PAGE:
Results from Prototype Testing and Feasibility Studies of a Cryogenic Energy Storage System with the Capacity to Provide Co-generation of Electrical Power and Chilling, Compressed air and Chilling and Motive Force with Chilling.
Daniel Cluff, CanMIND Associates; Douglas Morrison, Centre for Excellence in Mining Innovation (CEMI)
Chilling an underground mining project becomes more costly as the depth increases. The increase in the temperature of the air as it descends due to the adiabatic lapse rate (auto-compression) and the heat flux from the host rock are inevitable and although a move to battery powered vehicles may allow for less air flow, legislation changes pending, the susceptibility to any further additional heat is enhanced. Battery powered vehicles liberate heat and so does the charging process so for a reduced air flow the amount of heat needed to raise the temperature to unacceptable levels may only require the operation of a few 500 kW units. This paper discusses results from a prototype and a feasibility study that provides a comparison between a bulk air chiller and a cryogenic chilling system. The cryogenic system stores energy in the cryogenic liquid (cogeneration of electricity and chilling) effectively the heat from the mine is converted to electricity with extra chilling over and above the amount of electricity produced (5 MWe electrical power absorbs 8 MWr of chilling). Furthermore compressed air can be produced whilst simultaneously chilling (5000 cfm produces 1.2 MW chilling) and motive force, engines for equipment (a vehicle would produce cool clean air for exhaust with about 1/3 motive power to 2/3 chilling). Results obtained from a prototype system, approximately the size of a small spot chilling system, demonstrates conclusively the rapid response of the air flow to chilling on demand while simultaneously producing electricity. Since the chilling is delivered by a cryogenic fluid a deeper mine only requires a longer pipe and the system can provide chilling where it is needed; thus, in the same way that ventilation on demand is cost effective so also chilling on demand is economic. This project is funded by the UDMN, CEMI, Glencore and CanMIND Associates.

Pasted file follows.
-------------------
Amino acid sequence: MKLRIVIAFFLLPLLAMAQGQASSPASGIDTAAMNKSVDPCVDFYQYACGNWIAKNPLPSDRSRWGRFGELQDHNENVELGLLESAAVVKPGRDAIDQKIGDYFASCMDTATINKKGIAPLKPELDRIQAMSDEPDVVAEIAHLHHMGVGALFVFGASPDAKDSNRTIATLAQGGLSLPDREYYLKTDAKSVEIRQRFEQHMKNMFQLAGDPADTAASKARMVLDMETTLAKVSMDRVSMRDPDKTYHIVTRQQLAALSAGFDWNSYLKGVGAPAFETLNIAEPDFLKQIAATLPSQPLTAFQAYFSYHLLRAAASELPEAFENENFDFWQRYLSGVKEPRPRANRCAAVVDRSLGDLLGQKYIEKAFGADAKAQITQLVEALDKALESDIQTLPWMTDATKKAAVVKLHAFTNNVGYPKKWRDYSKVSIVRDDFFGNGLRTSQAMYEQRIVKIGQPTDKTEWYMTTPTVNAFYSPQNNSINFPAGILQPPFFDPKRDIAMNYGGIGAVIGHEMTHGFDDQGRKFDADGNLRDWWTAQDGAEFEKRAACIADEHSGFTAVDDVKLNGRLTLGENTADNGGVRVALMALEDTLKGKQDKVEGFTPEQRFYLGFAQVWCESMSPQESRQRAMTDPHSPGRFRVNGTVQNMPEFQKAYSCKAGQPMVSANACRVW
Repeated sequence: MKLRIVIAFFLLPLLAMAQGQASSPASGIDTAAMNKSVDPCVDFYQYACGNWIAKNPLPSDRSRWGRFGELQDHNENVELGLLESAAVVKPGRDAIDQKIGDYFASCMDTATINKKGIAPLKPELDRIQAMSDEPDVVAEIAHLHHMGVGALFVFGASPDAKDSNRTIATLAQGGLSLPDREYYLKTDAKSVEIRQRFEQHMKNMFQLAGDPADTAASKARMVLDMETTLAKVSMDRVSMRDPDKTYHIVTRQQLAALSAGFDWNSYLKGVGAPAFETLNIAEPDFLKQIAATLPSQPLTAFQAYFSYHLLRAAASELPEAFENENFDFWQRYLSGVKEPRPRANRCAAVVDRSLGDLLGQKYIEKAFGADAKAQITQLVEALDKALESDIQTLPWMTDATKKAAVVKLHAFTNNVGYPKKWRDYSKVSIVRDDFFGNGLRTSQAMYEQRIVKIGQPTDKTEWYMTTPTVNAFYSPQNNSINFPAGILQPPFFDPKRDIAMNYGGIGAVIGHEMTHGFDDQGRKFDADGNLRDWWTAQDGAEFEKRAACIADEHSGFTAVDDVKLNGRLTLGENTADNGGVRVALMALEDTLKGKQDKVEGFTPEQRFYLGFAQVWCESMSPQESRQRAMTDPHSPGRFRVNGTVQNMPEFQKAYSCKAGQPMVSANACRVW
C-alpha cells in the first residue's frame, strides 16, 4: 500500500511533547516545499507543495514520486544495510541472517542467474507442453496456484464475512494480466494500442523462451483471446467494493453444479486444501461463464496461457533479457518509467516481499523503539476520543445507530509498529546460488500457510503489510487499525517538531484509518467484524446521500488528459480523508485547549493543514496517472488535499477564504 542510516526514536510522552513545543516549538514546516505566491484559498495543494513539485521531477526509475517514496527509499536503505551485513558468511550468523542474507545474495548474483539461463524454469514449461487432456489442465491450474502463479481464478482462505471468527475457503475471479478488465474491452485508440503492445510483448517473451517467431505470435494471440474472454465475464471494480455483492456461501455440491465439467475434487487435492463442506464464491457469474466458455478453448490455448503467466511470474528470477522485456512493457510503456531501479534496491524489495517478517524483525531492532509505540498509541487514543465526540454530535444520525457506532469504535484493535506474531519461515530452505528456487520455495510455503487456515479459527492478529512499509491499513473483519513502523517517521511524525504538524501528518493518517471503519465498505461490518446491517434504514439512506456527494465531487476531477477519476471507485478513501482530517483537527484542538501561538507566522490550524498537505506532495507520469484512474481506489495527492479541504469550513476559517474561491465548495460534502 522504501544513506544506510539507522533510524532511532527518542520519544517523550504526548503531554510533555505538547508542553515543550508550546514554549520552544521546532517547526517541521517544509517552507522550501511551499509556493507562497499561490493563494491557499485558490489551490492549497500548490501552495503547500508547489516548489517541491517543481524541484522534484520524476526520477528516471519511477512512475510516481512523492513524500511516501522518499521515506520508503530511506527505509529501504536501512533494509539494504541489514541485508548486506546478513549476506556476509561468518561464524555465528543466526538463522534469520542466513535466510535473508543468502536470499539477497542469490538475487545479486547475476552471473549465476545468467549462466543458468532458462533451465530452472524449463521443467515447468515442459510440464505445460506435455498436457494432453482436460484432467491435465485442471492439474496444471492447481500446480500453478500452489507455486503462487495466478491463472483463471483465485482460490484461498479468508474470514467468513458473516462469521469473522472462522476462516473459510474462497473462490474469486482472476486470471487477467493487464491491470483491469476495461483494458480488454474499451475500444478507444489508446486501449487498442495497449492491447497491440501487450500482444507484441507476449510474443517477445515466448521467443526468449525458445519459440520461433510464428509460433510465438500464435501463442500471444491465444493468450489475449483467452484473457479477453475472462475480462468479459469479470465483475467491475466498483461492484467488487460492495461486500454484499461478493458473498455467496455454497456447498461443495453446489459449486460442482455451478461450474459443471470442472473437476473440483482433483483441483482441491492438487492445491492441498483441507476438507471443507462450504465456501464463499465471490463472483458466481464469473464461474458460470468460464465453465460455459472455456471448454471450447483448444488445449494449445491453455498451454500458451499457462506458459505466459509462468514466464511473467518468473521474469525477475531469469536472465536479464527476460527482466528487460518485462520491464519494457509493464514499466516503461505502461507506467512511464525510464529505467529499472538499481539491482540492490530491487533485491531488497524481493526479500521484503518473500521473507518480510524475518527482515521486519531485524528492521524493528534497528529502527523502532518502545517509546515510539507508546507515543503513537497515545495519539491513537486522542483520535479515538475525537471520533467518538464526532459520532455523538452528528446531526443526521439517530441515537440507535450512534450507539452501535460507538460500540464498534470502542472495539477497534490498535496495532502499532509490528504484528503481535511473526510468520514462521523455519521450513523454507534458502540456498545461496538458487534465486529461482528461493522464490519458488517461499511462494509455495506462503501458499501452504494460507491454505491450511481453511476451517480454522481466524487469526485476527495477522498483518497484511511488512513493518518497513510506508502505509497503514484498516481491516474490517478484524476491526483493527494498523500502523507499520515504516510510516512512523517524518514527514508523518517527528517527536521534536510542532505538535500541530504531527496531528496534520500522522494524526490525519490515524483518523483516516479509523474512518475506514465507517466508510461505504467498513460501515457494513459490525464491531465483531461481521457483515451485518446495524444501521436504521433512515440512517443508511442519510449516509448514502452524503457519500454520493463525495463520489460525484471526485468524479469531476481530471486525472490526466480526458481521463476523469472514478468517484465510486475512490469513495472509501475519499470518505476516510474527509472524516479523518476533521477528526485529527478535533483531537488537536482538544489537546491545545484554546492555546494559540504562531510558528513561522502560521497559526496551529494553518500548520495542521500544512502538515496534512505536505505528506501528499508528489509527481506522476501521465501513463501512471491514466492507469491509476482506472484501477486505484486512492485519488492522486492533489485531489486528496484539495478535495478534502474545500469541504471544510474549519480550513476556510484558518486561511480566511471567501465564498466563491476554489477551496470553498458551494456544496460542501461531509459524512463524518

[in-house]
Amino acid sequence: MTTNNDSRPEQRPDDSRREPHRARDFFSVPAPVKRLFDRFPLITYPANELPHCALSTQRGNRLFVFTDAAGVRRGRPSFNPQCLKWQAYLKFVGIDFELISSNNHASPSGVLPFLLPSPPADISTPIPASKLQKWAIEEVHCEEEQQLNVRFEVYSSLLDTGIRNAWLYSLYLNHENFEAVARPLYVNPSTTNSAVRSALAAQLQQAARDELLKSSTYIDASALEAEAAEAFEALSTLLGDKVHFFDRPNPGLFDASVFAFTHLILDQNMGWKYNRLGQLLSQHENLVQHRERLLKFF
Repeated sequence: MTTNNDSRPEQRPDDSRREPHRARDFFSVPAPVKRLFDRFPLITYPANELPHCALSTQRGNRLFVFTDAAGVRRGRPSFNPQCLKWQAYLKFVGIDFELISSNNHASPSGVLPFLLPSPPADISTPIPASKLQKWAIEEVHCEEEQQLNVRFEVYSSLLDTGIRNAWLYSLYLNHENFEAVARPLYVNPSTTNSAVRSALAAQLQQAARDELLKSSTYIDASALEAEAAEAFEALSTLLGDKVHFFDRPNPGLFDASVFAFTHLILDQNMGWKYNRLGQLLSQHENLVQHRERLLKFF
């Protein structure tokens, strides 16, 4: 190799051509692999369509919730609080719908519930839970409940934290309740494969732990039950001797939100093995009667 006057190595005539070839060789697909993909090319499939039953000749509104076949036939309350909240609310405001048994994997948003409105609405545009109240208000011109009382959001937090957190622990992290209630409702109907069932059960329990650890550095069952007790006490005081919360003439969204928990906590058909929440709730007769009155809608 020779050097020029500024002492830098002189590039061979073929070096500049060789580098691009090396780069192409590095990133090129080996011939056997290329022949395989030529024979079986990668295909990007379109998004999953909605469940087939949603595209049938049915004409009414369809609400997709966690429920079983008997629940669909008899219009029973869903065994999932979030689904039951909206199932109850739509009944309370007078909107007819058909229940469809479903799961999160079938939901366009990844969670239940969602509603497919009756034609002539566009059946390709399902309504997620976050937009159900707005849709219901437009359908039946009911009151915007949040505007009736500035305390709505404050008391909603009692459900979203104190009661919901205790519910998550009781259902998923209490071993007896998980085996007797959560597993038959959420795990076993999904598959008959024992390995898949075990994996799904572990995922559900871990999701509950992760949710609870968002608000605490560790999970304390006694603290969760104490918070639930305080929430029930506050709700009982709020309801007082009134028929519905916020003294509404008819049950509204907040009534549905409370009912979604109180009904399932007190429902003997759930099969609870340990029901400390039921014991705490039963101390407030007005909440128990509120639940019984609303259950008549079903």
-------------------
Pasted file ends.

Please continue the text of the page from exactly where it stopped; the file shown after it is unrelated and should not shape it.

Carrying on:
Chilling, refrigeration, cryogenics, energy storage, electricity arbitrage, mine thermodynamics